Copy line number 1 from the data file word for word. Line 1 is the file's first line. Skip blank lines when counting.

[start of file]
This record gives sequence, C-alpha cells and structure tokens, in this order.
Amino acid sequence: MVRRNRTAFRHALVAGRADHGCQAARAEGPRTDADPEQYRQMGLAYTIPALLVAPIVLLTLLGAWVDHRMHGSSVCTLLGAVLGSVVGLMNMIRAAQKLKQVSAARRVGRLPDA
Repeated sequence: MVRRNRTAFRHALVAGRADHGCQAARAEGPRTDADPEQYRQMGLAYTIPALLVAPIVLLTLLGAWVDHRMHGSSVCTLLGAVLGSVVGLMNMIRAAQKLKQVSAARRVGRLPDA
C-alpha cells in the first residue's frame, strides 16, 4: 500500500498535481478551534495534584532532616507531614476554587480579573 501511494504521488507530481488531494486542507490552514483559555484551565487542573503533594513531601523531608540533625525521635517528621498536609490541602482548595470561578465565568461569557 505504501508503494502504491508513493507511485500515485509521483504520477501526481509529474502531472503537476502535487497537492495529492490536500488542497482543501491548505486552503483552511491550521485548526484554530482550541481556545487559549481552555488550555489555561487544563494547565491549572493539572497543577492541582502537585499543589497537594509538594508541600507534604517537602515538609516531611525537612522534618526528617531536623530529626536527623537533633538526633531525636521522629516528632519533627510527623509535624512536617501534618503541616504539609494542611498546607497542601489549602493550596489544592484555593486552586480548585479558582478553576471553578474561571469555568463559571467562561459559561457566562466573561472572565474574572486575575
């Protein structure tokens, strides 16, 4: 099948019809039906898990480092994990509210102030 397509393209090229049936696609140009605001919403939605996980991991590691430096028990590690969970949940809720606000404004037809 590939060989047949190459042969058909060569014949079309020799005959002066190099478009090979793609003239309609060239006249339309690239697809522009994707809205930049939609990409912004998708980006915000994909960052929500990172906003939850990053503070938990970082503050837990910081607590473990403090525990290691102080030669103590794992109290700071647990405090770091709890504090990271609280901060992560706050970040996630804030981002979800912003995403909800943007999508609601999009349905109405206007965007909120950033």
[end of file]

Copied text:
This record gives sequence, C-alpha cells and structure tokens, in this order.